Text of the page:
Last time I talked about why records made in the seventies sounded so goooooood. Punchy. Danceable. And also, why the music started to suck. One factor… the widespread use of ‘compression’.
But there has been a second compression scandal which began in the early 90’s and continues to this day. This is commonly known as The Loudness Wars.
Now when CDs first came out, they were mastered a lot like vinyl. Sure the dynamic range is much greater, but the actual perceived volume of the CDs was quite similar to good ol’ records.
A funny thing started happening though. Like most drug habits, it was subtle at first, but over time, it turned into a monster that ruins lives. Little by little, CDs (the new ‘records’) became louder and louder.
Now technically, they didn’t get ‘louder’. They can’t really get louder. The strongest signal a CD can handle is exactly the same loudness as the strongest signal a record player can. But what can and does happen with digital tools is that the dynamic range can far more easily get squeezed. Once you can get a signal into a computer there are all sorts of things one can do to make the difference between the softest and LOUDEST signal smaller and smaller.
For a silly example, try doing a ‘stage whisper’, ie. you’re whispering, but really as loudly as if you were speaking in full voice. Psychologically we still perceive this as ‘speaking softly’—even though we’re not. But what does happen if someone keeps speaking in a stage whisper for more than a few seconds? We get tired of listening to it!
What compressors can do is squeeze a signal so hard that even the softest signals have almost the same true loudness as the loudest. With enough compression, that lone flute looks as loud on an oscilloscope as the screaming electric guitar. For short periods, we perceive the flute as ‘soft’ and the guitar as ‘loud’. But very quickly our ears become fatigued… something (we can’t quite put our finger on it) tells us that this is not pleasant–and not very natural.
Now, when you’re out on the dance floor? Who cares? The louder the better, right? So dance records were the first to succumb to super-compression. After all, not too many flute solos at the disco, right? Heavy metal? Also a likely candidate! OK, so certain genres were easily swept up. But then another funny human phenomenon came into play.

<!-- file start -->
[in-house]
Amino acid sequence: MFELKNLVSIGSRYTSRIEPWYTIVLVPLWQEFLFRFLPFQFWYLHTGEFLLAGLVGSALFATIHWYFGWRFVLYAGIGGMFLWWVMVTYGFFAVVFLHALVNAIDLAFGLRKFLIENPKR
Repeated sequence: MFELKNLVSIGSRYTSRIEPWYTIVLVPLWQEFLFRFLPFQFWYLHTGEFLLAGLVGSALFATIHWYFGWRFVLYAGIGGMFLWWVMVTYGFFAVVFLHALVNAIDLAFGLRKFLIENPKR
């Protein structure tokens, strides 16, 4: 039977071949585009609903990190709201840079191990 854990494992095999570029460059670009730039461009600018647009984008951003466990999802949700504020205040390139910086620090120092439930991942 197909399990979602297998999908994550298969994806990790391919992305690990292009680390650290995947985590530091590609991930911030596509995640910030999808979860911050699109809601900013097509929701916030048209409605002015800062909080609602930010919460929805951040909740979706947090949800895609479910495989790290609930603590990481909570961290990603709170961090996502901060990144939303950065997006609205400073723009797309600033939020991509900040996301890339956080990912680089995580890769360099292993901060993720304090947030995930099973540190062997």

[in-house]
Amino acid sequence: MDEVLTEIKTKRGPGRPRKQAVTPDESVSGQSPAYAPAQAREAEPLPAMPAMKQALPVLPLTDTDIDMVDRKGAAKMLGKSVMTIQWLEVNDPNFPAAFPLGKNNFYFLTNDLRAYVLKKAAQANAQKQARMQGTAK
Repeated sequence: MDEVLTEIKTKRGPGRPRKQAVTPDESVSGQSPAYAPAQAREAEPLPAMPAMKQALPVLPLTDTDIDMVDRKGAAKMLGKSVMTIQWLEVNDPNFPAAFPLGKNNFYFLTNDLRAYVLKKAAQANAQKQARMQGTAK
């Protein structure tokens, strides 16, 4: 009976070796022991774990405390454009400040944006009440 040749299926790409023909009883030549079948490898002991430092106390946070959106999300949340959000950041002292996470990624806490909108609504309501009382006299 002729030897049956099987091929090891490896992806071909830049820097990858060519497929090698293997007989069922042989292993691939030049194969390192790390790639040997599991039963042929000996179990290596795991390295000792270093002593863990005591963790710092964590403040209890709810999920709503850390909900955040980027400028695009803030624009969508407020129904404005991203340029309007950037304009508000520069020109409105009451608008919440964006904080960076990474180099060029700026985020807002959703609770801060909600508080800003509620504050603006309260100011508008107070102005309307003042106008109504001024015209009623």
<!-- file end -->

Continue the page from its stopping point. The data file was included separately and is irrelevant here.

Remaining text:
For short periods, humans will almost always perceive a louder version of a song as ‘better’. In blind listening tests, if you give people two mixes of a song and change nothing except that one is 1db louder than the other, almost everyone will prefer the louder mix.
OK, you’re in your car and you listen to a Metallica record and it’s super-compressed and it’s LOUD coming out of your speakers. Then your mood changes and you put on a jazz record. If it’s older, and was mastered before The Loudness Wars, you will almost invariably have to reach for the volume knob as it will sound much too quiet after the twin-guitar attack. Remember that’s not because the instruments on the jazz CD are ‘quieter’. It’s mainly because the dynamic range on the jazz CD is so much greater. Same with older rock records… they will sound much too quiet when compared with a ‘modern’ record.
Now take two records by similar artists in any genre. Remember what we just learned about psycho-acoustics; people prefer the louder of two similar signals. Armed with that information, I as a record executive can give my ‘product’ a competitive edge by mastering it as loudly as the Metallica record. I can compress the snot out of the alt-acoustic-indie-singer-songwriter so that the apparent volume of her voice is as loud as James Hetfield. And I guarantee that, all things being equal, you’ll prefer her sound (at least for a short period) to her less processed peer.
So what’s the problem? Fatigue. After a very short time, the ear gets physically tired with the constant level. It starts to realise that it’s being tricked and tends to not process the music on as deep a level. Basically, the brain tunes out much of the ‘content’ in favour of just ‘the mad bass’ (the beat.)